It is when the human scientists appear after Mumble at the tribe that their existence and, someone, Mumble's theory, is proven to the tribe including the dumbfounded elders who, up until their appearance, were denying the possibility of aliens as inconsistent with their belief in Quinn. But they convert as soon as they see the truth. Presumably, this new found cultural and religious change is only reinforced when the fishing stops and the fish return.

More importantly, the conversion occurs because a central premise -- that conformity is key to penguin survival -- is not actually challenged. It is just that you do not need to believe in a supernatural being to still conform and cooperate enough to survive (as evidenced by a coordinated dance routine done without practice or anything!).

So it is not environmentalism that is the big issue here but instead the role of science and religion which comes out on the side of science as strongly as anything Richard Dawkins has written. What is interesting is that the conservative pundits seem to have missed it; being distracted by the supposedly in your face environmental message (which was never there). The pundits did harp on a gay theme which if it was there you had to look hard.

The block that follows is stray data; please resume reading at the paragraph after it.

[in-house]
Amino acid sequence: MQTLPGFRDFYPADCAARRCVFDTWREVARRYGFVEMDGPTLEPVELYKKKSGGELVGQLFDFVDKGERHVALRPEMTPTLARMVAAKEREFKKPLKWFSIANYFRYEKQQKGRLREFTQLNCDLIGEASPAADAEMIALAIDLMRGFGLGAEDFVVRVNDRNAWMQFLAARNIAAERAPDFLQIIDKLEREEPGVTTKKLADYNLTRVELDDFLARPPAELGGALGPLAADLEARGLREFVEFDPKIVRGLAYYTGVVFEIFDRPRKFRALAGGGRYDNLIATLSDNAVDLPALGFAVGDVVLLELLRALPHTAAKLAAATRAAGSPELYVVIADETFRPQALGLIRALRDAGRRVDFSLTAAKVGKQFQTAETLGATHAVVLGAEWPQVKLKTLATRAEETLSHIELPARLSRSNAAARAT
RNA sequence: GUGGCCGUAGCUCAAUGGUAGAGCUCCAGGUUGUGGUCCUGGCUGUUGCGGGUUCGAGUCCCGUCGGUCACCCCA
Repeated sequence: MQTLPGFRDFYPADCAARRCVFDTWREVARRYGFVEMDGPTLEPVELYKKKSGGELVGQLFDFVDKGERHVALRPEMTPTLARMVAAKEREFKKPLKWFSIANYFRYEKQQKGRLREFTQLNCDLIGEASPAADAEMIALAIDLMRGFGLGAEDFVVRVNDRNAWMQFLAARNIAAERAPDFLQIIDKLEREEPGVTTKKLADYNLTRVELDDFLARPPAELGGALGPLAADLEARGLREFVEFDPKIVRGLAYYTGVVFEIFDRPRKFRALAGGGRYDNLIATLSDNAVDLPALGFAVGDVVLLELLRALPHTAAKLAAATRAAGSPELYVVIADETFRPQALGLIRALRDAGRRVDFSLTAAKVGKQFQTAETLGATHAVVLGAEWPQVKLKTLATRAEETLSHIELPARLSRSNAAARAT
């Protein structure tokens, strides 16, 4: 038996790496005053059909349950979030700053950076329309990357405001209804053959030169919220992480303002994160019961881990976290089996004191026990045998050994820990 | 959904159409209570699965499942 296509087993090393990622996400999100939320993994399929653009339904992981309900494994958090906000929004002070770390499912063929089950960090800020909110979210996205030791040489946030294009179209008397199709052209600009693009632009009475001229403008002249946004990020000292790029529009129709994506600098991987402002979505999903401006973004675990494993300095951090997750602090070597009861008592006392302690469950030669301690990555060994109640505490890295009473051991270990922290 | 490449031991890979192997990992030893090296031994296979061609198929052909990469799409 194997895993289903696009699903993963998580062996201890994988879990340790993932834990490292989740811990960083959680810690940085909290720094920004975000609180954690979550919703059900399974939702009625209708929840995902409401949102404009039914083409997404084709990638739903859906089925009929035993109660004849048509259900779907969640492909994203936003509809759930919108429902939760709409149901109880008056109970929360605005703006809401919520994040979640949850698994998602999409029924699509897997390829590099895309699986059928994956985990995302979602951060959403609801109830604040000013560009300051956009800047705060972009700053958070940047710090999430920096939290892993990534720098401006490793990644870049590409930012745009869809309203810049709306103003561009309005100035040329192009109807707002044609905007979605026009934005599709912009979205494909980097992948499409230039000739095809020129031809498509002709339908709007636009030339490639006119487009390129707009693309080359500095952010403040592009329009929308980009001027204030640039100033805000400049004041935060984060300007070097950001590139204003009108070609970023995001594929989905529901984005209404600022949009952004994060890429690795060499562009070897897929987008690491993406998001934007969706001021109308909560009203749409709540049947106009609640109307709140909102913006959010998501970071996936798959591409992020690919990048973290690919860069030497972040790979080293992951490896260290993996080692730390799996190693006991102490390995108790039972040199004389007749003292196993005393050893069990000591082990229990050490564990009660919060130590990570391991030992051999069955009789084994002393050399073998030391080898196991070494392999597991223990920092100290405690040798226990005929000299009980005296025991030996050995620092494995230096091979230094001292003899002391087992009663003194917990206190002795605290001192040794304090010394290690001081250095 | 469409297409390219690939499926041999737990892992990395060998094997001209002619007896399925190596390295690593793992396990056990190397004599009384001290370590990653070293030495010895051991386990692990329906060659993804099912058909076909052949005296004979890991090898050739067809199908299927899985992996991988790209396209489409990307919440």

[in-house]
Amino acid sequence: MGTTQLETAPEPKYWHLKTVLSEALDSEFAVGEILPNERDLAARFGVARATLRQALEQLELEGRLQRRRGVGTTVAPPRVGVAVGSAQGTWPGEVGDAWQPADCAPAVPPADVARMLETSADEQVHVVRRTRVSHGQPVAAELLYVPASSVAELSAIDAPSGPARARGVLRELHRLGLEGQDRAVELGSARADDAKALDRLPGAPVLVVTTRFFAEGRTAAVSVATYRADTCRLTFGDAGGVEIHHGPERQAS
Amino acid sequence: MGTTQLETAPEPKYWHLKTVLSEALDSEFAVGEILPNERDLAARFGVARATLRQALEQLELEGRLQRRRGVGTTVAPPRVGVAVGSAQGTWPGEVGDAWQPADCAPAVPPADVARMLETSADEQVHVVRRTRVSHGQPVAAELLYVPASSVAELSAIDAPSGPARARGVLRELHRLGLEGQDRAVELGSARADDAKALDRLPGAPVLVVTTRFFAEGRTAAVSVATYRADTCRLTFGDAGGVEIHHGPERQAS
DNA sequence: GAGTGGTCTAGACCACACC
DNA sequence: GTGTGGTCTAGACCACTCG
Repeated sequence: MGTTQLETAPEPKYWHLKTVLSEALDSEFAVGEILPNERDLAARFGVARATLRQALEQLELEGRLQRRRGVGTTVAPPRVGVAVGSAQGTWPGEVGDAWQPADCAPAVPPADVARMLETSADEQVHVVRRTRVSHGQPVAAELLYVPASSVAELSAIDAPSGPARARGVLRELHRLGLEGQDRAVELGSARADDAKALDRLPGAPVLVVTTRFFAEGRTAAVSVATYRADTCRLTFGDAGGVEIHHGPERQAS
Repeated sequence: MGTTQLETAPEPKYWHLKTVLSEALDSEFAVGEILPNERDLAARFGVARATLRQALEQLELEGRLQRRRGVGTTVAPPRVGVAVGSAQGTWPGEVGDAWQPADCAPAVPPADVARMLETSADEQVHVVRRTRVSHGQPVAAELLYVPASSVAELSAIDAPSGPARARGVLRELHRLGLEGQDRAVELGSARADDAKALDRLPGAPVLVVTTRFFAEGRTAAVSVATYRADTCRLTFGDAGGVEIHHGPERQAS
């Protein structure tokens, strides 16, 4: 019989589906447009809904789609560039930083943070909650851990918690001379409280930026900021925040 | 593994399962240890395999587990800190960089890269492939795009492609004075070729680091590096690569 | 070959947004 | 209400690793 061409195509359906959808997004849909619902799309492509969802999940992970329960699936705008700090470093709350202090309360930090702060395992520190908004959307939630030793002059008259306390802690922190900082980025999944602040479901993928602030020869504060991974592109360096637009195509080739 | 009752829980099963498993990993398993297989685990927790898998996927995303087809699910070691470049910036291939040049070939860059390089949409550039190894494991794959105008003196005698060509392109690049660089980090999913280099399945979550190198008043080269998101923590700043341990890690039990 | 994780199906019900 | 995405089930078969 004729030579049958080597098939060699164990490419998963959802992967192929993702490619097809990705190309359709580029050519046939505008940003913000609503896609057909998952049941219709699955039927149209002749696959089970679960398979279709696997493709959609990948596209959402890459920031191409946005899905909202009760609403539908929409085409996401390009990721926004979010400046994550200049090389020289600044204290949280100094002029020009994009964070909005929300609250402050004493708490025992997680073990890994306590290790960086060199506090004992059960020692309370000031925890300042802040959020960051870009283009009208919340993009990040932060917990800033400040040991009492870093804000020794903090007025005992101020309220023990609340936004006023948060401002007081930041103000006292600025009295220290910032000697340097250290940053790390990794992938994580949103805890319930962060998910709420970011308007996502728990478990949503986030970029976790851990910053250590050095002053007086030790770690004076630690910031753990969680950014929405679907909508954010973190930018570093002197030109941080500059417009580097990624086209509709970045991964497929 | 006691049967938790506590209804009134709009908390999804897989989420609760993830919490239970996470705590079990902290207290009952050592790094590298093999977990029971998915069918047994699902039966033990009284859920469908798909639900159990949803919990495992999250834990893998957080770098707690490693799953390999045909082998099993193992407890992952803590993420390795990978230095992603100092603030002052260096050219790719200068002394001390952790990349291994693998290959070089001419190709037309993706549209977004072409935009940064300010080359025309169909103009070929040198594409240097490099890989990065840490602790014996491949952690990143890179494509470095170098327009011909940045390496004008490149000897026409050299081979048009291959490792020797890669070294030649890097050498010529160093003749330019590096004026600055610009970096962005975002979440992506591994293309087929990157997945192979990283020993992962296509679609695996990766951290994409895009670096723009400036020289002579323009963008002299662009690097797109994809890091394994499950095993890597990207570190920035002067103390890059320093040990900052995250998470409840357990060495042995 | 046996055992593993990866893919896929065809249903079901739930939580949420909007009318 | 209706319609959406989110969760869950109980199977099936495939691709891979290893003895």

By the way, the instructive thing is to find out what the kids actually got from the movie. I asked my 8 year old daughter (who is sensitive to environmental issues) what she thought the message of the movie was. She said:

People are different and you have to be yourself. You don't have to do what everyone else wants.
When it comes down to it, it was yet another kids movie with that message. I quizzed her on the environmental message but she didn't see that anything was there.

Otherwise, I must say that Happy Feet did not live up to its promise. The music was forced, the plot was pretty ridiculous, the penguins were less interesting than they could have been (the Madagascar penguins being the benchmark here), the scary scenes were gratuitous, the side-characters (including Australian elephant seals) were boring and the trailers were actually better and self-contained. It is not a must-see.